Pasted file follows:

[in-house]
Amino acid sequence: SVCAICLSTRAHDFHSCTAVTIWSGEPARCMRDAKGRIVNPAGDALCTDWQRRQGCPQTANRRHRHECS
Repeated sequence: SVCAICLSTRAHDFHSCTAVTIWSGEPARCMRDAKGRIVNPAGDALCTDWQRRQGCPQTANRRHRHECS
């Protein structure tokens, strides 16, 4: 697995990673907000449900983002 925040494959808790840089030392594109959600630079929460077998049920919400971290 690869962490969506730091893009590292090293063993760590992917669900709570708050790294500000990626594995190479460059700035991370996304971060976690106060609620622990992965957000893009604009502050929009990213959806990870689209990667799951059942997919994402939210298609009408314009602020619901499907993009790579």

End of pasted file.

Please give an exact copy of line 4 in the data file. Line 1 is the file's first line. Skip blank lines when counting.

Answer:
């Protein structure tokens, strides 16, 4: 697995990673907000449900983002 925040494959808790840089030392594109959600630079929460077998049920919400971290 690869962490969506730091893009590292090293063993760590992917669900709570708050790294500000990626594995190479460059700035991370996304971060976690106060609620622990992965957000893009604009502050929009990213959806990870689209990667799951059942997919994402939210298609009408314009602020619901499907993009790579």